Researchers worked on the place adjacent to a “majestic gate” excavated by Prof B.B. Lal in 1950. They found house foundations of laterite block architecture. The habitation areas also contained very large quantities of household pottery such as bowls and jars along with other household artefacts such as iron nails and terracotta ornaments including bangles, finger rings, pendants and ear spools.

Pointing out that the latest debris deposits and pillars indicated that it was meant for public use, Ms. Smith said the ancient artisans at Sisupalgarh were manufacturing potteries massively and those were in rapid use.

“It suggested that the people, animals and trash were closely integrated in the crowded space of the city. …

Anandpur, Keonjhar in Orissa history: Samaja op-ed

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J. B. Patnaik’s contribution to Orissa – in his words

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Following are excerpts from a Kalinga Times article where former union minister and former Chief Minister of Orissa J. B. Patnaik talks about his contributions to Orissa.

… I had shifted the naval training centre from Visakhapatnam to Chilika. And the Army Air Defence College was shifted from Deorali in Maharashtra to Gopalpur where a cantonment was established in fulfillment of a long-standing demand over several years. An ordnance factory was set up in Titilagarh in Balangir district. An arms factory was set up in Koraput. …

There were no direct train services from Bhubaneswar to New Delhi . There was also no direct air connectivity as well. In 1980, Nilachal Express was stared between Delhi and Bhubaneswar . Direct flights were also introduced. A long railway track initiated to connect Jakhapura-Bansapani and bring benefits for vast tracts of Keonjhar district has been completed this year. To link western Orissa with coastal Orissa, Talcher-Sambalpur railway track was undertaken. Rayagada-Koraput railway line was built to connect Rayagada–Koraput with Visakhapatnam . A new railway division was established at Sambalpur and a new zone (East Coast) was created.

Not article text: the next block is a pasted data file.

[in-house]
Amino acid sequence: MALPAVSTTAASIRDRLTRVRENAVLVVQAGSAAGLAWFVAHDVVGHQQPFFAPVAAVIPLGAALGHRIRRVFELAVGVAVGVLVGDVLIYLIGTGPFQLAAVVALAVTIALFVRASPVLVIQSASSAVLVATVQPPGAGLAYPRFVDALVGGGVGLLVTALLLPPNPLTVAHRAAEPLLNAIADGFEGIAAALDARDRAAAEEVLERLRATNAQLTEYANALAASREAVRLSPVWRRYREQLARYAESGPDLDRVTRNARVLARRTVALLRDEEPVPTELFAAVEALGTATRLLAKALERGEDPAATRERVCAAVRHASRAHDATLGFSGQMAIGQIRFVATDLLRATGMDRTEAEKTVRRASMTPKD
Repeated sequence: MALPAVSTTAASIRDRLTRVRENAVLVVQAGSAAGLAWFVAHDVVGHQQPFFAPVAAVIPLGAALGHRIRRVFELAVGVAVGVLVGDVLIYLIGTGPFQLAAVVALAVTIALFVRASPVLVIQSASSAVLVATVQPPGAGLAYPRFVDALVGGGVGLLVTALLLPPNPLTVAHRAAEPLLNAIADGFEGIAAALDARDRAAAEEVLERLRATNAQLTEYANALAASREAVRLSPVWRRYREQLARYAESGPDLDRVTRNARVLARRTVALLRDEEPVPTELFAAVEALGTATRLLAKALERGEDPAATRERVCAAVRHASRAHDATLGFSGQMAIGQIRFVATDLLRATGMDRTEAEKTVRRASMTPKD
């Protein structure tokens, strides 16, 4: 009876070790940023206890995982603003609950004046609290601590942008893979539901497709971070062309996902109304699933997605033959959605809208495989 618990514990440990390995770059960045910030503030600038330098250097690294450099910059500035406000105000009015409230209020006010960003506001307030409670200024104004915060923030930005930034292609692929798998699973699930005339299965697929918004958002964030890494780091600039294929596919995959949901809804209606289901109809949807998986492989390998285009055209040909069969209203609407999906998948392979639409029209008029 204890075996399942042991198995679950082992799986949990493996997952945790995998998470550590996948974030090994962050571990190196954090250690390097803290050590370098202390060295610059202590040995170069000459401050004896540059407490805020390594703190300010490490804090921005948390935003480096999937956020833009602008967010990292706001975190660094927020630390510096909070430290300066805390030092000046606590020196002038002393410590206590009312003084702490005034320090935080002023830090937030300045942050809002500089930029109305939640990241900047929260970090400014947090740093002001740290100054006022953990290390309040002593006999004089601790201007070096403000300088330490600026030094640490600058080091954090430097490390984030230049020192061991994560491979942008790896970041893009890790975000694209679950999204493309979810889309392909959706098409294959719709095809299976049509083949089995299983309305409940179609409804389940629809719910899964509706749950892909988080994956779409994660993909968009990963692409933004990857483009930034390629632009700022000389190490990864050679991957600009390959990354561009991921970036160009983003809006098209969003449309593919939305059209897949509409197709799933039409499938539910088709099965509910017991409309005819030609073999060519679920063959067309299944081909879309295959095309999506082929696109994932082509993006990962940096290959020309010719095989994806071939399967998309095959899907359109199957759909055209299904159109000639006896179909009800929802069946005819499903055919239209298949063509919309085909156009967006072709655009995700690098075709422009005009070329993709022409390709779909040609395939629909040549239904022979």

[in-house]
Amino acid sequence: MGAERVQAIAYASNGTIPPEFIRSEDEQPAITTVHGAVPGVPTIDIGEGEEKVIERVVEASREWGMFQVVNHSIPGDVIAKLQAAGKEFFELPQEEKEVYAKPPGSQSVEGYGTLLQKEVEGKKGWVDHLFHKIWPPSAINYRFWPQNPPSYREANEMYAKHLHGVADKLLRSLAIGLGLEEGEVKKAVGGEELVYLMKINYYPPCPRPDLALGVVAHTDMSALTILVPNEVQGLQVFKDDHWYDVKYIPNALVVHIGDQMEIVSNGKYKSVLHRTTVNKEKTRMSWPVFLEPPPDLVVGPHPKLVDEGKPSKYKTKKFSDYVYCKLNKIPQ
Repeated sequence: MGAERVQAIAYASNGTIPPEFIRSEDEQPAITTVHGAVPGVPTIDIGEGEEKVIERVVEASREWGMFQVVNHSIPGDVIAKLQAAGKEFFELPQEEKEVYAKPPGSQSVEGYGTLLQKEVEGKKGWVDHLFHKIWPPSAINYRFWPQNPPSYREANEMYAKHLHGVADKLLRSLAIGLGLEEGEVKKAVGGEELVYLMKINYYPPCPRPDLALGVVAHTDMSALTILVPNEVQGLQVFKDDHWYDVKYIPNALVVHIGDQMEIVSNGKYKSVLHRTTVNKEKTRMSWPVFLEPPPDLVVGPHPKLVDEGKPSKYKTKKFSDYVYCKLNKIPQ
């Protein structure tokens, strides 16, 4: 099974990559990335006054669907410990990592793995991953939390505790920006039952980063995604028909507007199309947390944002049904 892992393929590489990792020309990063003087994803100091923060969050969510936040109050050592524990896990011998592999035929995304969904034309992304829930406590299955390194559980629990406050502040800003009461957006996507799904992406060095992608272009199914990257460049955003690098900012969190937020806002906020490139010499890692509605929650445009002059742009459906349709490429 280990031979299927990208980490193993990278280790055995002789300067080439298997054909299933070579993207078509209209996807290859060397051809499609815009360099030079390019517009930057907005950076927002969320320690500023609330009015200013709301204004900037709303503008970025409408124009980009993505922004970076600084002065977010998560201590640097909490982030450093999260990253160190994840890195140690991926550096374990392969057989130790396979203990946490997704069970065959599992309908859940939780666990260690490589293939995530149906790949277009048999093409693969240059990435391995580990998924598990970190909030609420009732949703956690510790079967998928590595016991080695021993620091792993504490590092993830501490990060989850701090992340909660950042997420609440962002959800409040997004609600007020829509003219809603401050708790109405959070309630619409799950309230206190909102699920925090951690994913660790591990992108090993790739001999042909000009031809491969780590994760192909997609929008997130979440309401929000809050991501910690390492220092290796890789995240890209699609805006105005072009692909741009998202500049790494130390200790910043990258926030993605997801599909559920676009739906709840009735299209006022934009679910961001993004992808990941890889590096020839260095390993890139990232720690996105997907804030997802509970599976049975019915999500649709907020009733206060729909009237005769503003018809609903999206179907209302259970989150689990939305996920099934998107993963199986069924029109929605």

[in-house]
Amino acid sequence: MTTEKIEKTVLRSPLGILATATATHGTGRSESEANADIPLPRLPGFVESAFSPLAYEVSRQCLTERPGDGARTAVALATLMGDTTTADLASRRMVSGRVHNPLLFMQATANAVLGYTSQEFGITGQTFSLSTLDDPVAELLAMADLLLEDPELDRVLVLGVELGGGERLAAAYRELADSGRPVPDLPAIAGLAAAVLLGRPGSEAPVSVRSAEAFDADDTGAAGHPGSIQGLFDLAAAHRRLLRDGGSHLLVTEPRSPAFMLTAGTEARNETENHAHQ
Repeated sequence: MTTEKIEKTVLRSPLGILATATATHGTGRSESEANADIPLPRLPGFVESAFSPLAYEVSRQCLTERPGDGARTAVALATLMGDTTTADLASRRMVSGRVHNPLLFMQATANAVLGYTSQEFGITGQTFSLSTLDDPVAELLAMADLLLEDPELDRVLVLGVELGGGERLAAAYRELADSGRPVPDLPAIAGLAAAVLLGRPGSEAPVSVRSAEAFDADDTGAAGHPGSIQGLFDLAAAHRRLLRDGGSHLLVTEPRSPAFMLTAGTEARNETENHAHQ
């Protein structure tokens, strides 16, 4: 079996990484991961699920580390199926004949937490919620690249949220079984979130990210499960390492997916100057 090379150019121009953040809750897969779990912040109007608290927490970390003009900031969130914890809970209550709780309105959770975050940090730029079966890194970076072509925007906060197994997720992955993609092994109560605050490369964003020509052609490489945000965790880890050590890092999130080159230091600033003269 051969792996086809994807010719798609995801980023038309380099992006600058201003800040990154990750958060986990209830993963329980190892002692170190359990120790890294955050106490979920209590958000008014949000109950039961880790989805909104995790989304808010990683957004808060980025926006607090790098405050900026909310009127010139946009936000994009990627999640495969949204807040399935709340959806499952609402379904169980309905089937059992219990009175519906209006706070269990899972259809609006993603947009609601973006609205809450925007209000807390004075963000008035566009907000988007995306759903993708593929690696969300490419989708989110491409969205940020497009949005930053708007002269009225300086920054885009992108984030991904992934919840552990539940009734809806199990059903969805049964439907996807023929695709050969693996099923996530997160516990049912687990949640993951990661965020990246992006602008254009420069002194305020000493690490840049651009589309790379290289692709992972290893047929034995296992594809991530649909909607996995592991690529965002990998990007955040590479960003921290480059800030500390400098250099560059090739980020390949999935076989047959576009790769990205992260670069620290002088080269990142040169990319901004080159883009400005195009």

…When I was Union Minister, I had demanded that tourism be declared an industry. When it was not granted, as Chief Minister of Orissa I declared the hotel business as an industry. Later the Central government accepted my decision. As a result, many quality hotels were built in the state. Hoteliers like the Oberois came to Bhubaneswar …

Adjacent to Bhubaneswar city, the Chandaka Elephant Sanctuary was established. For the protection of wildlife, Bhitarkanika wildlife sanctuary was established along with many other sanctuaries in the state. Puri-Bhubaneswar and Konark were declared a Golden triangle for tourism and Konark-Puri Marine Drive ‘s construction also made this entire area very attractive for the tourism sector. Many such programmes were undertaken to boost tourism in the state.

The state capital of Bhubaneswar was a small city of government employees and its population was one lakh only. The area and nature of the city was transformed. Bhubaneswar became a hub of industrial development and a prominent business and trade centre. Chandaka, Mancheswar, Rasulgarh industrial estates and the newly developed Nayapalli-Chandrasekharpur areas were in for rapid expansion. Parks such as Indira Gandhi Park , Mahatma Gandhi Park and Forest Park were developed in the capital city. Kalinga stadium, construction of a deep lake for water sports in it, the expansion of roads, the beautification of the city with electric lamps, Samanta Chandrasekhar Planetarium, Nabakrushna Choudhury Centre for Development Studies, Harekrushna Mahatab State Library, Kalinga Studio, Odissi Research Centre for development of Odissi song and dance, Xavier Institute of Management for high quality management education, National Institute of Physics, massive plantation programmes to make a green Bhubaneswar, a plant resource centre park for cultivation and propagation of rare cacti were the efforts taken to turn Bhubaneswar into a modern and attractive city. Earlier it was like a small village and without proper attire, it would not attract attention. The state capital should be wholesomely beautiful.